Posted: 30/07/2016 at 16:30
You'll need to remove the stumps and put plenty of goodness back into the soil which will have been severely depleted by the leylandii. That'll be quite a project in itself and needs doing before you plant anything new be it young bare root whips or mature specimens.
Fairygirl is right about mature specimens. They'll cost a fortune and take years of TLC to establish and grow away. I suggest you have a look at plants like hawthorn or beech or hornbeam which can be planted as bare root whips in autumn. You then cut them back to about 9" and water in well.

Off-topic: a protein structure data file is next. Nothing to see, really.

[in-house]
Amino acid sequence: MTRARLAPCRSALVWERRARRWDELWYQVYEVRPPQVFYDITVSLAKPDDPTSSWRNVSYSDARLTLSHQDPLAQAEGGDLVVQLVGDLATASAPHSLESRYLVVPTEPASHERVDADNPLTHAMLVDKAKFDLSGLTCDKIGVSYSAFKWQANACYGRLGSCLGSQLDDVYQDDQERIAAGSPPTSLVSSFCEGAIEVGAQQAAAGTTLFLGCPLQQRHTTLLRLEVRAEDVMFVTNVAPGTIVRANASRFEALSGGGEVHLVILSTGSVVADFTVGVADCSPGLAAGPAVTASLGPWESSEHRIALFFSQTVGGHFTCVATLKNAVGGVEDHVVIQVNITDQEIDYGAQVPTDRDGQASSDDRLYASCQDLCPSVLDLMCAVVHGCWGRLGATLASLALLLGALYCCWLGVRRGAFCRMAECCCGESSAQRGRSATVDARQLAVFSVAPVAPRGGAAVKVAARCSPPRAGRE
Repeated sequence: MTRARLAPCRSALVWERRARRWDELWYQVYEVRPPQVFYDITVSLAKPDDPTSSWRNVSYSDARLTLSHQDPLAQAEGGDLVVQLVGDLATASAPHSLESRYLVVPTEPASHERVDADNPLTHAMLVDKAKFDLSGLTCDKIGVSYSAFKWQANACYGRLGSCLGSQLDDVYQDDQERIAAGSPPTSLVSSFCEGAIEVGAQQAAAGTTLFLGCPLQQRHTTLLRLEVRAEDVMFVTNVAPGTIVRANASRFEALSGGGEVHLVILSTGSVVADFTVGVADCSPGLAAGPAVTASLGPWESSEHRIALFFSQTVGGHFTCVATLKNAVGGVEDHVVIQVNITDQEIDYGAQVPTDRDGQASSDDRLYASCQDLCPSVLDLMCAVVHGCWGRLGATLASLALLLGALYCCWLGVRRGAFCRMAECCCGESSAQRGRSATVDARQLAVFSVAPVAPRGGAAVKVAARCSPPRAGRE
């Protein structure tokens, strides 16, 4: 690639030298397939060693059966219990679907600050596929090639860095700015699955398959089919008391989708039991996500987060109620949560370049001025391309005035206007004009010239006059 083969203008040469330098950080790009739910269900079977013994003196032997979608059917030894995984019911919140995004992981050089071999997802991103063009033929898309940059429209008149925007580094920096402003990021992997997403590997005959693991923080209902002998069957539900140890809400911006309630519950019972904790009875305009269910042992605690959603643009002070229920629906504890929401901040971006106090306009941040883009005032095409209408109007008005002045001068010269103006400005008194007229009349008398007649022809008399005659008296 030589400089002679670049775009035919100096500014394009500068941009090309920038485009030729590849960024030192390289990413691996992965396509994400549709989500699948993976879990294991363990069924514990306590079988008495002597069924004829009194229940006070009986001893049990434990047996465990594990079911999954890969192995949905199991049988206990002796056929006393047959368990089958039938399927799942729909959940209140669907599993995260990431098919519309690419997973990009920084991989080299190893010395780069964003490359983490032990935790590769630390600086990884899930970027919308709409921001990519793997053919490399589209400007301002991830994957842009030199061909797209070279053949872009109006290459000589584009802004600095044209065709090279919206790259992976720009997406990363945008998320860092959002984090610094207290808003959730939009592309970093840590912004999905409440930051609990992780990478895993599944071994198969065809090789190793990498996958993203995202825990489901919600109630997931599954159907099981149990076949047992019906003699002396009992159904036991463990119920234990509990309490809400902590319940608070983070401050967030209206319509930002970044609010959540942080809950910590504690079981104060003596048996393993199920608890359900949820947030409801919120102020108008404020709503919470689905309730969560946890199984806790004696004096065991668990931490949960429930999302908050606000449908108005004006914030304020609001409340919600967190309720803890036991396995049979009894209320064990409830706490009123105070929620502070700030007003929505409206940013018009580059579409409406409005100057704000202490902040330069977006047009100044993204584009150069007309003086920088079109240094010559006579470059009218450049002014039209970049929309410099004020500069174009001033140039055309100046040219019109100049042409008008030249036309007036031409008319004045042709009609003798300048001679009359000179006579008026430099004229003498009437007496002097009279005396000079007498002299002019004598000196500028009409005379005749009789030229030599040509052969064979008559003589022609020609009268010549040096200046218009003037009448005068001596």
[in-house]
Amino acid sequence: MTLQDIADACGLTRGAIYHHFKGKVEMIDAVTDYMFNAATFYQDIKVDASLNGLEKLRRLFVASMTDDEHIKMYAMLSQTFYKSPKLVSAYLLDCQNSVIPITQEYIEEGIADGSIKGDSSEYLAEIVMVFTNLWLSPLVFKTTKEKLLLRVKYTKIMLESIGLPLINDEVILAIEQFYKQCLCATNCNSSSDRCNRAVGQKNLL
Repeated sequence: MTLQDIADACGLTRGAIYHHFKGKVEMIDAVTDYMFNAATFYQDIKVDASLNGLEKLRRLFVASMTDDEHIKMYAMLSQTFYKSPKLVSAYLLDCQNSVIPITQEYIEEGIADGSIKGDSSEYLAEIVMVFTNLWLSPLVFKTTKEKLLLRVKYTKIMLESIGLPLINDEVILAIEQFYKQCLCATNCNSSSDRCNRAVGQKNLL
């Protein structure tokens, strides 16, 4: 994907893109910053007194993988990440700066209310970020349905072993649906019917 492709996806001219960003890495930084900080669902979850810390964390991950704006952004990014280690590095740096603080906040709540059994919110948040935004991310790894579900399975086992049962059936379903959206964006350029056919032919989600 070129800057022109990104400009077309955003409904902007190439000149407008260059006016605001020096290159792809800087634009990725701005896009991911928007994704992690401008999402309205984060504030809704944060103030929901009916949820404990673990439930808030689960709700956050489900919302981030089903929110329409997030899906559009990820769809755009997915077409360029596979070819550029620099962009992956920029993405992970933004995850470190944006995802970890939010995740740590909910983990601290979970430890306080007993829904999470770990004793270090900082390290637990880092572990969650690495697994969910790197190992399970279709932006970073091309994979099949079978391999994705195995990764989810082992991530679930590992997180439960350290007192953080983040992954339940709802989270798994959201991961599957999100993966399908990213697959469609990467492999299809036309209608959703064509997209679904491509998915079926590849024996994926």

We did this with hawthorn and it grew 6' the next year. We then cut it back by half to make it shoot sideways and thicken up. It's great for wildlife too. Copper beech will keep its dry leaves over winter and give extra privacy if you need it. The old leaves finally fall as the new leaves start to shoot in spring. Hornbeam is better for damper soils. All 3 can be kept clipped to make a neat, dense hedge.
Evergreens won't grow as fast but you could also consider pyracantha which has spring blossom and berries to attract a wide range of wildlife plus thorns to deter intruders. Laurel is very dark and dull and looks awful if clipped with hedge trimmers as it has large leaves whose edges go brown when cut. Photinia Red Robin makes a good hedge and has fresh red growth in spring and when it's been trimmed.